“There shall come forth a shoot from the stump of Jesse, and a branch from his roots shall bear fruit. And the Spirit of the Lord shall rest upon him, the Spirit of wisdom and understanding, the Spirit of counsel and might, the Spirit of knowledge and the fear of the Lord. And his delight shall be in the fear of the Lord. He shall not judge by what his eyes see, or decide disputes by what his ears hear, but with righteousness he shall judge the poor, and decide with equity for the meek of the earth; and he shall strike the earth with the rod of his mouth, and with the breath of his lips he shall kill the wicked.
Righteousness shall be the belt of his waist, and faithfulness the belt of his loins. The wolf shall dwell with the lamb, and the leopard shall lie down with the young goat, and the calf and the lion and the fattened calf together; and a little child shall lead them. The cow and the bear shall graze; their young shall lie down together; and the lion shall eat straw like the ox. The nursing child shall play over the hole of the cobra, and the weaned child shall put his hand on the adder’s den. They shall not hurt or destroy in all my holy mountain; for the earth shall be full of the knowledge of the Lord as the waters cover the sea.
In that day the root of Jesse, who shall stand as a signal for the peoples — of him shall the nations inquire, and his resting place shall be glorious.”
The connection between this passage and the one we looked at yesterday is so clear that it can only be talking about the same person. The Child/Son is called Counsellor. Here we read that he shall be filled with the Spirit of knowledge, understanding and wisdom. The Child/Son is called the Mighty God. Here Isaiah tells us that he shall be filled with the Spirit of might. The Child/Son upholds his kingdom with justice and righteousness. Here we are told that he shall not judge as men do – partially and with their eyes and ears – but with true, impartial righteousness and equity.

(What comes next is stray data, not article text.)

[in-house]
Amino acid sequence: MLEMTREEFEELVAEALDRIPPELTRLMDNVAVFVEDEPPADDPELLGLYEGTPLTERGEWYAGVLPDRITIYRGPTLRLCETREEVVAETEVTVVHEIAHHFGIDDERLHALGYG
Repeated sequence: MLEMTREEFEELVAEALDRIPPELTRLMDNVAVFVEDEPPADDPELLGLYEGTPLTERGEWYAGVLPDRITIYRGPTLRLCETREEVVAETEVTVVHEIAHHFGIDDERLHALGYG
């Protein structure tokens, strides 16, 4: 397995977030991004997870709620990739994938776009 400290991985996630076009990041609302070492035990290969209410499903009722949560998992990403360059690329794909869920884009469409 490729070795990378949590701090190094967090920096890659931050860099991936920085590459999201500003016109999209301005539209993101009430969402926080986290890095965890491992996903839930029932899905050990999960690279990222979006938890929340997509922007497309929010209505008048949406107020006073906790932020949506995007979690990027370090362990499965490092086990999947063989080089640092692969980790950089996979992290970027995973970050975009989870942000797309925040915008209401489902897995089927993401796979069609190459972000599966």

The Davidic connection is also clear. The Child/Son of Isaiah 9 establishes his kingdom sitting on the Throne of David. Here we are told that he shall come forth as a shoot from the stump of Jesse – David’s father. But why Jesse and not David?
The symbolism used here is that of a tree. Trees are often used in the Bible as symbols of people, but quite often the symbolism is more specifically that of a king and his kingdom (for instance 2 Kings 14:9 and Ezekiel 17). One of the most striking instances of this is in Daniel chapter 4 where Nebuchadnezzar, King of Babylon, has the following dream:
“The visions of my head as I lay in bed were these: I saw, and behold, a tree in the midst of the earth, and its height was great. The tree grew and became strong, and its top reached to heaven, and it was visible to the end of the whole earth. Its leaves were beautiful and its fruit abundant, and in it was food for all. The beasts of the field found shade under it, and the birds of the heavens lived in its branches, and all flesh was fed from it” (Daniel 4:10-12).
When Daniel is asked by Nebuchadnezzar to interpret the dream, he tells him that the tree represents the king and his kingdom:
“It is you, O king, who have grown and become strong. Your greatness has grown and reaches to heaven, and your dominion to the ends of the earth.”
Later in the dream, Nebuchadnezzar writes that he saw a holy one, who came down from heaven and said:
“Chop down the tree and lop off its branches, strip off its leaves and scatter its fruit. Let the beasts flee from under it and the birds from its branches. But leave the stump of its roots in the earth, bound with a band of iron and bronze, amid the tender grass of the field. Let him be wet with the dew of heaven. Let his portion be with the beasts in the grass of the earth” (Daniel 4:14-15).